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The Only Pop-Up Worth Hyping Is Rickshaw Republic’s Crazy Rich Asians Menu

It’s a real Singaporean feast.

Ais Kachang   Photo: Courtesy of Rickshaw Republic

I have a few qualms about Crazy Rich Asians (its representation of Singapore’s minorities, Awkwafina’s blaccent) but the one scene I truly adore is the montage of the hawker center, where the cast gathers to devour satay and laksa. It signaled home for me, and I was proud to see my culinary heritage given some glamorous Hollywood screen time.

I know many others also consider it one of the film’s most memorable moments; it has even sent some Chicagoans in search of Singaporean dishes in this city. Some have called up Rickshaw Republic (2312 N. Lincoln Ave.), known for its Indonesian food, to ask if it serves grub from the island city-state. It doesn’t — but the calls got manager Oscar Setiawan thinking. Two weeks ago, Rickshaw Republic launched a Crazy Rich Asians-inspired prix-fixe meal inspired by the hawker center scene, as Eater first reported

“I guess at that point Singapore was more famous, and people knew it’s right next to Indonesia, so they thought Indonesia equals Singapore,” Setiawan says. “So we thought it would be fun to introduce hawker food and the hawker experience.”

For $49, patrons receive seven courses, including Hokkien prawn mee (a spicy noodle dish) and fragrant Hainanese chicken rice. The special menu is offered only on Friday evenings and Saturday, and it will change slightly every month. Setiawan says it will be offered indefinitely and hopes he will be able to lower its cost as demand increases. Reservations, which you can get online, are being made quickly.

Hainanese chicken rice Photo: courtesy of rickshaw republic

Rickshaw Republic is family-owned, and the Setiawans, who are Chinese-Indonesian, were all born in Indonesia. They have a family house in Singapore and travel there often, so hawker center fare is very familiar to them. In fact, they often cook Singaporean dishes at home.

Given the diversity of its population, Singaporean cuisine is a result of a hodgepodge of influences from China, Malaysia, India, and Indonesia. Rickshaw Republic wants to celebrate the uniqueness of this culture.

“Chicago is a big foodie place, but there’s really a lack in diversity of Southeast Asian cuisine,” Setiawan says. “We’re an ambassador of Indonesia, but we’re being an unofficial one of Singapore now. We want to be a bridge that connects people through food discovery.”

Setiawan previewed some of the dishes for us below.

Laksa

“When you talk about laksa in Asia, it’s like talking about chicken noodle soup in America. Every one is different. Last November, when I visited Singapore, I tried several types from different food stalls. Having different seafood ingredients is important, so our coconut milk broth has fresh shrimp heads, clams, squid, fish cake, prawns, and a boiled egg. We also make it with two types of noodles: egg and rice noodles, because the more popular places in hawker centers use both.”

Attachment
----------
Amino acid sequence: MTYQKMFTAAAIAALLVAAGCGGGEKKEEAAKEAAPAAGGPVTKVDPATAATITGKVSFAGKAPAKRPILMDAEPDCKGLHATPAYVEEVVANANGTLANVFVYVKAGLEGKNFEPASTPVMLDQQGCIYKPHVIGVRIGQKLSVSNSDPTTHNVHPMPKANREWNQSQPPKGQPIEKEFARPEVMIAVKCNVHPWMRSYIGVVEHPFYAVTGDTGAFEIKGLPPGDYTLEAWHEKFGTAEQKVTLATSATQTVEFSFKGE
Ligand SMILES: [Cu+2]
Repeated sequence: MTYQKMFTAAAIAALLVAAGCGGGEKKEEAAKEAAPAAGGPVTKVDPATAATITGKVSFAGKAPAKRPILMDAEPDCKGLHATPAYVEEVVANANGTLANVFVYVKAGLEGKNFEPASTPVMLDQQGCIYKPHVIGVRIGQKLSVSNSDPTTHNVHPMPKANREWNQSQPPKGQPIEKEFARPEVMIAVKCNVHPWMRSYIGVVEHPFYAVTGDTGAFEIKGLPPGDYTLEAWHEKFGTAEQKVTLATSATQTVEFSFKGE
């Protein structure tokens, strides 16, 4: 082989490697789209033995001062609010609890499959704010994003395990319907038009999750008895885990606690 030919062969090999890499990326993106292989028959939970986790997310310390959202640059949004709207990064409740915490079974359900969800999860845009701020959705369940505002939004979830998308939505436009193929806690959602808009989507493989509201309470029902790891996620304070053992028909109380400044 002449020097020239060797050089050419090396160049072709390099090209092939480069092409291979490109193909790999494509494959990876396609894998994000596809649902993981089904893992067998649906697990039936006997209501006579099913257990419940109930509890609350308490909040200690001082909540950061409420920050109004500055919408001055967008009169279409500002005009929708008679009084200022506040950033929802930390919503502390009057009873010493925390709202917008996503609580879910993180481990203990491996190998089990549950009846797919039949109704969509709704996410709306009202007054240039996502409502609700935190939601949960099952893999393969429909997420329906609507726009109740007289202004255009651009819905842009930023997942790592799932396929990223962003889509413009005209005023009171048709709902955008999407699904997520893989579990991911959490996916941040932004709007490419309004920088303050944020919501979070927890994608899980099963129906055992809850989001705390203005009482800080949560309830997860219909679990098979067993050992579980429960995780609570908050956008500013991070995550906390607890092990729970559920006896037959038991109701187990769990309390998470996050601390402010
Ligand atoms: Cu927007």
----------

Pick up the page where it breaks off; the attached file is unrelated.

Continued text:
Carrot cake

“It’s not carrot, and it’s not a cake, but a translation of the [Hokkien] word chai tow kway. We use daikon rice cake and stir-fry it in a wok with scrambled eggs and add green onion. Instead of a black soy — one popular version in Singapore — we use a light soy. The mix of ingredients makes this unique to Singapore and Malaysia; there’s a subtle difference from the carrot cake you can get at a dim sum restaurant." 

Hainanese chicken rice

“The chicken is boiled with skin on, and served with fresh cut ginger oil and homemade chili sauce. One thing my mom pointed out to me is that when you eat this dish in Singapore, the white meat is served skin-on but without bones, while the dark meat has bones on. That’s different from a typical Chinese restaurant, where a chicken would be all bones. The rice is slow-cooked in a chicken stock made with the breast bones.”

Rojak

“We use fresh, cut fruit — jicama, young mango, strawberry, pineapple — and cucumbers, which we mix with liquid Indonesian palm sugar. We add crusty nuts and chili to give it a kick, so it’s a surprising, spicy dessert. I know you can technically eat rojak anytime, but we course out our dishes to avoid overwhelming people. That’s another difference between us and a hawker stall, where everything would come out on the table at once.”

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